NOAA: Caribbean Coral Reefs Facing Greatest Warming Threat Yet

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Scientists have issued their strongest warning so far this year that unusually warm Caribbean Sea temperatures threaten coral reefs that suffered widespread damage last year in record-setting heat.

Waters have reached 85 degrees around the U.S. Virgin Islands and Puerto Rico — temperatures at which coral can be damaged if waters do not cool after a few weeks — said Al Strong, a scientist with the U.S. National Oceanic and Atmospheric Administration's Coral Reef Watch, in a telephone interview Monday.

The warning issued Saturday by NOAA urges scuba-dive operators and underwater researchers in the U.S. Caribbean territories to look for coral damage and use caution around the fragile reefs, which are easily damaged by physical contact.

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Coral reefs, which provide a sheltered habitat for fish, lobsters and other animals, die from prolonged bleaching, when the water temperature gets so high that the coral polyps, small stationary animals related to sea anemones, expel the colored symbiotic algae that provide energy through photosynthesis.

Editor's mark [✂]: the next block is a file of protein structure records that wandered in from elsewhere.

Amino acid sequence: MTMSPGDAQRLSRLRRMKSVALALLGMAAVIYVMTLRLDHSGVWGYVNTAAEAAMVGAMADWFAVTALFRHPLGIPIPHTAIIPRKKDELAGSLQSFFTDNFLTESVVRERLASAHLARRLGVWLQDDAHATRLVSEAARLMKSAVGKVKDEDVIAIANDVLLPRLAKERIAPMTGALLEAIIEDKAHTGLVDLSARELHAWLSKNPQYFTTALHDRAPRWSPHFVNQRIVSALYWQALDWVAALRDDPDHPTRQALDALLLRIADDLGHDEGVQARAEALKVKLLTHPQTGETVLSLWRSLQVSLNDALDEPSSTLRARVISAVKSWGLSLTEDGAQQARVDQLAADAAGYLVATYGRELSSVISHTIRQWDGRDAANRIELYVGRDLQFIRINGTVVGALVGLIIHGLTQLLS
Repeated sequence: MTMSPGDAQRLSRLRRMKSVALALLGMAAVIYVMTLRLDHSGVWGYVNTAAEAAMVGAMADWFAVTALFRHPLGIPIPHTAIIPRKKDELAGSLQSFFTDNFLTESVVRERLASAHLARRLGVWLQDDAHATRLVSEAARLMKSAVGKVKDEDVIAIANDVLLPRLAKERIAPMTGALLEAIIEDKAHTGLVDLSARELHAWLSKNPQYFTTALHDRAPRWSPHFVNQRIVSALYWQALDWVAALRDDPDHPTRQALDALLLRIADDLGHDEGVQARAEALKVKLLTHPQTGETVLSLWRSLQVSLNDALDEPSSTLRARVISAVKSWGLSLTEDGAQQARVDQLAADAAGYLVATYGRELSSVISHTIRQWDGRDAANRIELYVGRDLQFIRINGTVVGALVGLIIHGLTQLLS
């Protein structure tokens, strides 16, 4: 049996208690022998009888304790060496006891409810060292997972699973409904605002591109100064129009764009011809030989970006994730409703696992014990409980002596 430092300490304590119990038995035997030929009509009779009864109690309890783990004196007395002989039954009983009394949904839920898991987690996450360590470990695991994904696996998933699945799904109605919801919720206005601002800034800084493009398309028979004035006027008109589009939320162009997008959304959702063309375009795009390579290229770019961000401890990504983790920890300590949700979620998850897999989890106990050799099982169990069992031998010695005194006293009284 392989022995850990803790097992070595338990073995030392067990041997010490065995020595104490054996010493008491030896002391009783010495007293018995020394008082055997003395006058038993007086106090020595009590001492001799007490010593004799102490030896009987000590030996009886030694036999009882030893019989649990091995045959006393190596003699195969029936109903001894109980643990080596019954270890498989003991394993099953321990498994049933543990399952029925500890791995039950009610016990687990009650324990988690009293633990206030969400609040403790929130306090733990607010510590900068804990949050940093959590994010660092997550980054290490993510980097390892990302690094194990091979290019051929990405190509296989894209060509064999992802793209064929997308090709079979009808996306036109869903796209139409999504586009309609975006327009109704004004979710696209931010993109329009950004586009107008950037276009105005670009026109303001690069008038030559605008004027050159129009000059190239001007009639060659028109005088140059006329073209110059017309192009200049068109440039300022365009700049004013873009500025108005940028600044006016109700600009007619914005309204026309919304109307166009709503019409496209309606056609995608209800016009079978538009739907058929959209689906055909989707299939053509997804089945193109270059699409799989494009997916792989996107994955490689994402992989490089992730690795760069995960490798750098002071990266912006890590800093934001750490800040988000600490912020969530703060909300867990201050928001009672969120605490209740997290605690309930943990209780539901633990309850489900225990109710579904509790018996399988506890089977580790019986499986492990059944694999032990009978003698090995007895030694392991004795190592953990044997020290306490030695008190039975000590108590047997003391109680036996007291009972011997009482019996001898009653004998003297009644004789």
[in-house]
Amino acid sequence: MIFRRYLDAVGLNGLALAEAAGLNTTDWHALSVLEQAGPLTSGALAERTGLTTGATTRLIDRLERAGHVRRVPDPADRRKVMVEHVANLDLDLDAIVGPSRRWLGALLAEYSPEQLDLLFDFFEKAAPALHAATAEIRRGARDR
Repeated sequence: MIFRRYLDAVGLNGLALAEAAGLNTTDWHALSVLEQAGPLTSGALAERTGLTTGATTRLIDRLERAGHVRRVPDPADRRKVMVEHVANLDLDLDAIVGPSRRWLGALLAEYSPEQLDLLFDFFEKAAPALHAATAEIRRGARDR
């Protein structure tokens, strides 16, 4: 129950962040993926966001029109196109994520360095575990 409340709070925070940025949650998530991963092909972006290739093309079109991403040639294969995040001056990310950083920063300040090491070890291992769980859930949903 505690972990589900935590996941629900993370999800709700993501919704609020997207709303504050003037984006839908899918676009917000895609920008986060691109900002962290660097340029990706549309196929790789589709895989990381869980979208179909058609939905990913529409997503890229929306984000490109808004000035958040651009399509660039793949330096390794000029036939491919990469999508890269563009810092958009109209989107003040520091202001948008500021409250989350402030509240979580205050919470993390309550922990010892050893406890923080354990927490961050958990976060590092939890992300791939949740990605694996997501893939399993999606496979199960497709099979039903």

Absence of the algae helps the polyps survive in times of extreme stress, but they will die of starvation if new algae are not reabsorbed within several weeks.

The new warning follows two watches issued since July.

Strong said the water was not expected to become as warm as last year, when sea temperatures in the territories hovered near 86 degrees for months at a time and as much as 40 percent of the coral died around the U.S. Virgin Islands.

He said researchers were monitoring how the heat affects coral recovery from last year.

"There is still so much to learn about the physiology of coral" and which species recover fastest, Strong said in a telephone interview from Maryland.

Scientists have not pinpointed what is behind the warm sea temperatures but some speculate global warming might be the cause.

Millions of people visit the Caribbean each year to dive and snorkel over the region's coral reefs, part of a multibillion-dollar tourism industry.